Wednesday, October 8, 2014
Dance of Cloaks by David Dalglish
by David Dalglish
388 pages, 2010
Thieves versus nobles, guild versus guild! Within the city, the Spider Guild or thieves and assassins reigns. At the head of the guild is Thren Felhorn- best of the best. As his guild and control of other guilds grows, he challenges the power and influence of the Trifect, an alliance of the strongest noble houses. Warily, all the parties watch each other for threats and maneuvers.
In the middle of all of this is Aaron, Thren's son and heir. Trained to be a ruthless assassin, at the age of eight he kills his older brother. 5 years later, still training and learning guild ways, his father gives him an assignment- kill a young girl who has just seen her father die. After chasing her down through the chaos after the father's assassination, he find her praying behind some garbage. Watching and seeing a different side of life, he is unable to take her life.
But, the consequences of his actions must be faced. Aaron is disgraced in the eyes of his father, the girl must still be killed by another, and the world must know to not cross Thren and the Spider Guild. But Aaron's heart is not matching what he has been taught. Can he survive without his father? Or will that be his last mistake?
So, first of all, I was unable to finish this book. Not because it was back, not because it uninteresting, but because of the language and violence. Lots of language, lots of violence, and fairly graphic violence. I've read other books with language and violence, but this one was just filled with it. I'm pretty sure every page had multiple instances of swearing. Granted, if you are talking about a thieves guild assassinating people and fighting, you'll get violence, but I really didn't need to know what it felt like to have your eye stabbed. Fantasy violence I can handle, this was just a little to graphic for my tastes.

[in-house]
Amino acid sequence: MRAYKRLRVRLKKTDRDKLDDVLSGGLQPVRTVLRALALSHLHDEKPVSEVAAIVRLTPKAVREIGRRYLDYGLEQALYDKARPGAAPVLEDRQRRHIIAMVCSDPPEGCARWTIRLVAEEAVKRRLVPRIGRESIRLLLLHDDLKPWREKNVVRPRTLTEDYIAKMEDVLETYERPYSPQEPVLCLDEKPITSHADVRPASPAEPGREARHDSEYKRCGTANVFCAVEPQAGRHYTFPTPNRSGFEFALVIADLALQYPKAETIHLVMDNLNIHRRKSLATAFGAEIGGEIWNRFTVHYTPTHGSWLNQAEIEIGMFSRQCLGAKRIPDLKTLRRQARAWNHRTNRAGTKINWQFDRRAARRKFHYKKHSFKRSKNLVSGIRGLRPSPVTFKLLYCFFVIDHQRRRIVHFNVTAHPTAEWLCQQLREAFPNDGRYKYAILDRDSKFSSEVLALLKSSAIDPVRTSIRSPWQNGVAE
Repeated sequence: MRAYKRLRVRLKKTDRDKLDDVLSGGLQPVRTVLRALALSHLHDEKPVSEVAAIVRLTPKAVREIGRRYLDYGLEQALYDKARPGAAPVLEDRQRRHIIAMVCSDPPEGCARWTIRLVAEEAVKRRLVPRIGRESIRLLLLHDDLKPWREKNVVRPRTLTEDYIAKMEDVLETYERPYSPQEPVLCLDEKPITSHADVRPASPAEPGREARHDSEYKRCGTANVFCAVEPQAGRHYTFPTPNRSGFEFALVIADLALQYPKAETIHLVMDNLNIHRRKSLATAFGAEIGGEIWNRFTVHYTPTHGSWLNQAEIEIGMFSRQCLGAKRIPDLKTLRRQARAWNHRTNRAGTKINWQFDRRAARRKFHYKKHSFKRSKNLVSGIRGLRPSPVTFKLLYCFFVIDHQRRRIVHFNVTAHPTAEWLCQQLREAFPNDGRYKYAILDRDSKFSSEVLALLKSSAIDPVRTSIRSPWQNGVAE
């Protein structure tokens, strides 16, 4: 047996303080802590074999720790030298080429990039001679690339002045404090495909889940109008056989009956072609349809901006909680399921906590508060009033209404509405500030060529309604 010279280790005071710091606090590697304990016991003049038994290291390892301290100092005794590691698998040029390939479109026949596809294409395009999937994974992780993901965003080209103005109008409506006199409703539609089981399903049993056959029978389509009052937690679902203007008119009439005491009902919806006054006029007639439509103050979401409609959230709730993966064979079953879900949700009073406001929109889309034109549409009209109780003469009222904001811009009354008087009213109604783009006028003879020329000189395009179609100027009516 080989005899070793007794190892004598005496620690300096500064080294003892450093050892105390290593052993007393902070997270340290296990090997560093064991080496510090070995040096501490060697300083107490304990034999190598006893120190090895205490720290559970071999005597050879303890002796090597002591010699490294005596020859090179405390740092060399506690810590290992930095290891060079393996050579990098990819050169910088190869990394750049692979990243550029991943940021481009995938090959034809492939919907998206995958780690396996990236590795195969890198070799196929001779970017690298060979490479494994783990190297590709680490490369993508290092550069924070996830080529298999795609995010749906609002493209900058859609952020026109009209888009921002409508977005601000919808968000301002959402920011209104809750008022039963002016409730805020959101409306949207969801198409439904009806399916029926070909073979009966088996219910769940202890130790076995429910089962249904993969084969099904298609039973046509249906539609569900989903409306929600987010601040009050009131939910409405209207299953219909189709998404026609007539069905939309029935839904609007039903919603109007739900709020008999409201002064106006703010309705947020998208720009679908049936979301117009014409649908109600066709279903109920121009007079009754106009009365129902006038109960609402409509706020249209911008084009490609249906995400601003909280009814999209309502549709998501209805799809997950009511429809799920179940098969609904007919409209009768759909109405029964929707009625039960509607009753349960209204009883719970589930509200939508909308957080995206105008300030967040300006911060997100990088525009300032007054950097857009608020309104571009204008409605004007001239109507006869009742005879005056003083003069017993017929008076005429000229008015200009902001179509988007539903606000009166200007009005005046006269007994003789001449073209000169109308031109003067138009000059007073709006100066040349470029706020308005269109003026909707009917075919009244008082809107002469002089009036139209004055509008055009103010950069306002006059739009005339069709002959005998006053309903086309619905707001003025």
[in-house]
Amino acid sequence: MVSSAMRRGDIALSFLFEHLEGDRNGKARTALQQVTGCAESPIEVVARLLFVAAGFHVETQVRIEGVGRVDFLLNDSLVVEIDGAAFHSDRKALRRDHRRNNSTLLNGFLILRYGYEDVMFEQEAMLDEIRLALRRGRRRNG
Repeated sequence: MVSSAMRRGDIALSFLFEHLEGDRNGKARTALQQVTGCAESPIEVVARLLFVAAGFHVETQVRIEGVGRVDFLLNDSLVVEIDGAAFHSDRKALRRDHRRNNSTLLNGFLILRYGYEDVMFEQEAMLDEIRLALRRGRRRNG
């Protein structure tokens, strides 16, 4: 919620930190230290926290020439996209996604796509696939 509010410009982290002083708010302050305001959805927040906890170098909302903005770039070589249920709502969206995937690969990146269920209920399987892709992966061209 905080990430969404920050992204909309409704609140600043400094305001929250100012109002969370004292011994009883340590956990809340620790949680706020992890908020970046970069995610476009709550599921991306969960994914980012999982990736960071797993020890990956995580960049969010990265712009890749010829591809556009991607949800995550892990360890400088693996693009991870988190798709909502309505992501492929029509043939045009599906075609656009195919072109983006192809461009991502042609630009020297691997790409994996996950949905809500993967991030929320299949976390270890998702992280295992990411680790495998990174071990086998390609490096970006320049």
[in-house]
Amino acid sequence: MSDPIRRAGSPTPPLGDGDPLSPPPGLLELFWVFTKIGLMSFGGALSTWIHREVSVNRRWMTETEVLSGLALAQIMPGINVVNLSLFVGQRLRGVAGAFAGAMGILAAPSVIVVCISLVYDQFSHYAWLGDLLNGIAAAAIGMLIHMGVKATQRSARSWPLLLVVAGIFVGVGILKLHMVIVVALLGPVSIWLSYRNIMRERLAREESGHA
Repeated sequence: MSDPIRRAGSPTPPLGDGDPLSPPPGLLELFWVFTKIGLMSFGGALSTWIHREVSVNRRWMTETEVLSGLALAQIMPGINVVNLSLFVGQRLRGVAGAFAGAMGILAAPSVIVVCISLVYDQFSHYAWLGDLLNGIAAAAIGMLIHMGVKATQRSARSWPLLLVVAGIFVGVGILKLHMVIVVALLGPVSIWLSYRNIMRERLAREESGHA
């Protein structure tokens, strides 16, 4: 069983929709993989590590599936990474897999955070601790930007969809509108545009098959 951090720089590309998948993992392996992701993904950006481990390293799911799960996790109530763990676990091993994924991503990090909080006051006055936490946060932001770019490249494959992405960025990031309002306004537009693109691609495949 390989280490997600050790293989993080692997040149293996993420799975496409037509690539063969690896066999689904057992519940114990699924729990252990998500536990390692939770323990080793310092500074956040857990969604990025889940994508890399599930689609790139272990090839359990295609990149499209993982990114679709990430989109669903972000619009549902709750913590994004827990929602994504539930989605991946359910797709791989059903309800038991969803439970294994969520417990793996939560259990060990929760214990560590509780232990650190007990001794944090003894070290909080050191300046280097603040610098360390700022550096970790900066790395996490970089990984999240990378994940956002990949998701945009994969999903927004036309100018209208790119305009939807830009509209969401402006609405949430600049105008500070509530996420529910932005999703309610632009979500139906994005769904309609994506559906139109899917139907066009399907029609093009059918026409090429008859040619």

Besides that, the book was very interesting. Characters with potential, lots of plots and twists. I do feel like I wasn't getting to know any character except the main character that well. And the narration didn't follow him all the time, so you only have limited glimpses of him. Admittedly, I didn't get more than half way through the book, but the reader was introduced to so many plots and characters that I didn't feel like I had gotten deep into the story or the characters.
Overall, interesting premise, and if I had spent more time with the book (finished reading it plus there are sequels!) I might have gotten over the lack of depth that I perceived. If you like intrigue, thieves, street thugs, noble houses, plots and violence, then you would like it. If you don't like violence or bad language, don't read it. Definitely not appropriate for younger kids, high school aged at the earliest.